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Teachers see Holocaust education as orientation to civic responsibility

On Board Online • July 23, 2018

By Eric D. Randall
Editor-in-Chief

and

Merri Rosenberg
Special Correspondent

The philosopher George Santayana famously said that those who do not remember the past "are condemned to repeat it." Let's hope that's not always true, because here's a sobering statistic: 22 percent of Millenials haven't heard of the Holocaust.

Asked what Auschwitz was, 66 percent of Millenials and 41 percent of all U.S. adults could not identify it as a concentration camp, according to the 2018 Holocaust Knowledge and Awareness Study.


What the Janus decision means to your school district

On Board Online • July 23, 2018

By the New York State Association of School Attorneys

In one of its most important labor law decisions, the U.S. Supreme Court declared on June 27 that mandatory payment of "agency fees" to public sector unions is unconstitutional. In Janus v. American Federation of State, County, and Municipal Employees, Council 31, the court ruled that it is a violation of the First Amendment for a public employee who is a non-union member to be required to financially support the union that negotiates with his or her employer.

An "agency fee" is often referred to as a "service fee" and is roughly equal to regular union dues less any reduction of monies attributable to union political activity.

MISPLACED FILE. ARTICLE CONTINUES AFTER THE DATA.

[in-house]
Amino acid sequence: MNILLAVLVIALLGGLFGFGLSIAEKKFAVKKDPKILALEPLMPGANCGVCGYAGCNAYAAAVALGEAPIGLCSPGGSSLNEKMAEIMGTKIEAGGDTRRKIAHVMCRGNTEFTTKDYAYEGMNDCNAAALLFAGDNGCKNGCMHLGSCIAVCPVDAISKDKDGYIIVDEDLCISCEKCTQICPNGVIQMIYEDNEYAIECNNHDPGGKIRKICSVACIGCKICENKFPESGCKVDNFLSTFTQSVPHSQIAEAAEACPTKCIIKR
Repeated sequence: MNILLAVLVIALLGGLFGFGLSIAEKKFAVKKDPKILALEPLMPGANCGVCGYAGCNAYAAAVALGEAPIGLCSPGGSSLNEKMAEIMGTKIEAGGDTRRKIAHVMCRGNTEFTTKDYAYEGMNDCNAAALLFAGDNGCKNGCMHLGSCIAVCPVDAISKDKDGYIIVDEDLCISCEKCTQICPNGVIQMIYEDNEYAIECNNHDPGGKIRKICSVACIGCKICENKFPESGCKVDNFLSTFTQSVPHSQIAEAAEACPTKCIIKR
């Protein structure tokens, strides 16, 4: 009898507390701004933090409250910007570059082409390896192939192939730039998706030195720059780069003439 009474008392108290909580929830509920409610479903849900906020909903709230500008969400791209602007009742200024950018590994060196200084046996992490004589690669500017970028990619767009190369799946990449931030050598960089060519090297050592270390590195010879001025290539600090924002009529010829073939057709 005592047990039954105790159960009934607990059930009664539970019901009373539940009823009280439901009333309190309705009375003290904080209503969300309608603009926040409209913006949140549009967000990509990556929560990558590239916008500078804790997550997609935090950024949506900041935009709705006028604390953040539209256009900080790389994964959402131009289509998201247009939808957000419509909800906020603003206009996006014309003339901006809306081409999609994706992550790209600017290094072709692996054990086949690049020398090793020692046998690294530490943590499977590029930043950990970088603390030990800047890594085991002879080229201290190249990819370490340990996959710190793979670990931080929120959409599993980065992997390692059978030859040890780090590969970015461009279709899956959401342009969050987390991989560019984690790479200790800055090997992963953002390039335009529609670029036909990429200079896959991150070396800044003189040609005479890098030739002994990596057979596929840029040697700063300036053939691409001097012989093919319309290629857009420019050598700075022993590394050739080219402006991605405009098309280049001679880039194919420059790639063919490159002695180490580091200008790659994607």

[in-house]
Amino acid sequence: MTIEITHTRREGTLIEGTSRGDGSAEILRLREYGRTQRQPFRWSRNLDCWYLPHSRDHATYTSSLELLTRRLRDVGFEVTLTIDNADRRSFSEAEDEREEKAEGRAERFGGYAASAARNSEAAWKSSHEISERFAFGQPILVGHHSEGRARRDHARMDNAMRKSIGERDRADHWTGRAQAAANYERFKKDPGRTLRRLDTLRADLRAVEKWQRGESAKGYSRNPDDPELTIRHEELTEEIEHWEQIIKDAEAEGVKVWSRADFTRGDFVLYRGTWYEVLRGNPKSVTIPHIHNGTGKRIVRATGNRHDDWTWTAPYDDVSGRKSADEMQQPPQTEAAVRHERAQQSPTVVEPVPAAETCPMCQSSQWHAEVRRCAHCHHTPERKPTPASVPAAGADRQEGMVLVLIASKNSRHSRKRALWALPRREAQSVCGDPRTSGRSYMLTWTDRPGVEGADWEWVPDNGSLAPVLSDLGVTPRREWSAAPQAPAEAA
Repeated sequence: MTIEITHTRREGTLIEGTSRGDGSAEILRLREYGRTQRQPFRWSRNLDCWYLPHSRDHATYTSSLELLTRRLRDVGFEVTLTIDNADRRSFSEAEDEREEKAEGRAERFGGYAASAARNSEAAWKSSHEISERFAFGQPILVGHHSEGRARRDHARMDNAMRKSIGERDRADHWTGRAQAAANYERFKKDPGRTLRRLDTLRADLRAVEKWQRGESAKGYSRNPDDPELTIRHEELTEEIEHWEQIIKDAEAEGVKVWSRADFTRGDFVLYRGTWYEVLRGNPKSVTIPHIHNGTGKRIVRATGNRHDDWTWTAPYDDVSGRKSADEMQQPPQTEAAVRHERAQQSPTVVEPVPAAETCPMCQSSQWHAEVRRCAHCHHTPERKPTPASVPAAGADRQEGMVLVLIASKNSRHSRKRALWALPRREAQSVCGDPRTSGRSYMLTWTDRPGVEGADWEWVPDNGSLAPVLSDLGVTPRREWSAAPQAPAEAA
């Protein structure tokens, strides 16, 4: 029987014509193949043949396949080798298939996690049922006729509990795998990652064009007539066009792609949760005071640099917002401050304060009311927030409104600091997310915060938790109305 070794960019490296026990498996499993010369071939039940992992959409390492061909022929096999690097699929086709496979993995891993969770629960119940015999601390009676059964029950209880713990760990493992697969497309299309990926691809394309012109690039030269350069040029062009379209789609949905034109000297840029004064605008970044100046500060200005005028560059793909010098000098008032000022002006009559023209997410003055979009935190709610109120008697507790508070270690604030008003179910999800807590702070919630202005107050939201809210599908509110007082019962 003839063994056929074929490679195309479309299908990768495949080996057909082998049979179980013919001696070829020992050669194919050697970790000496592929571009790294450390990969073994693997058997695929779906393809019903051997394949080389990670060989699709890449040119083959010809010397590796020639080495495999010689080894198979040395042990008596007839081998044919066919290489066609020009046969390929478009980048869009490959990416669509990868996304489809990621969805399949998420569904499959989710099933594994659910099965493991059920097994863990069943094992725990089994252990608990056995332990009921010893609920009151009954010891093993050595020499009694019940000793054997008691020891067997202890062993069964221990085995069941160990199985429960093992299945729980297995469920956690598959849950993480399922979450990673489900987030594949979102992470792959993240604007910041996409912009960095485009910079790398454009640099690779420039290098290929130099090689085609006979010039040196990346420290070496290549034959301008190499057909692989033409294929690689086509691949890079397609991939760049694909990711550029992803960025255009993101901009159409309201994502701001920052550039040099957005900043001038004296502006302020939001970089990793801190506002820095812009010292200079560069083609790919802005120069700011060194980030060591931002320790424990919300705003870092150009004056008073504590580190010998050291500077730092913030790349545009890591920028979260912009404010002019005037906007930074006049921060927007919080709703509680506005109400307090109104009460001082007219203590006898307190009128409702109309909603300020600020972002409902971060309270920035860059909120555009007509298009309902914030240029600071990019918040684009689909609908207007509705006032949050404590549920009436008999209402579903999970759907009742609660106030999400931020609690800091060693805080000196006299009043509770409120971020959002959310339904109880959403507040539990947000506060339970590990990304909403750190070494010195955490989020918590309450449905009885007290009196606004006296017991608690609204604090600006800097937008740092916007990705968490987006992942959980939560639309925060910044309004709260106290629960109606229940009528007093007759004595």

Questions and answers on payroll deductions for union dues in light of the Janus decision

On Board Online • July 23, 2018

By the New York State Association of School Attorneys

State law requires school districts and other employers to make payroll deductions for union dues and agency fees (union dues minus the cost of lobbying or other political representation). This obligation will be significantly affected by the U.S. Supreme Court's decision in Janus v. American Federation of State, County, and Municipal Employees, Council 31 and its interplay with New York State's "Taylor Law."

Under Janus, agency fees are no longer compulsory for non-union members who fall within the parameters of a bargaining unit, but may continue to be paid on a voluntary basis upon affirmative consent by the employee.


Session ends without resolution on APPR

On Board Online • July 2, 2018

By Julie M. Marlette
Director of Governmental Relations

Despite a concentrated effort to eliminate the mandate to use state test scores in teacher and principal evaluations, the 2018-19 school year begins with no agreement on changes to Annual Professional Performance Reviews (APPR).

Current law still mandates that state test scores be used in evaluations for teachers teaching test subjects; however, a year is left on a Board of Regents moratorium that temporarily blocks use of state test scores in evaluations. The State Education Department plans to propose an alternative to APPR before the start of the 2019-20 school year.


'An alarming disregard for the safety of others'

On Board Online • July 2, 2018

By Jay Worona
Deputy Executive Director and General Counsel

Education Commissioner MaryEllen Elia has upheld a school district's permanent suspension of a student who emailed two terrorist threats to his school. The decision is significant because previous commissioners ruled in other cases that the penalty of permanent suspension would have been an excessive penalty.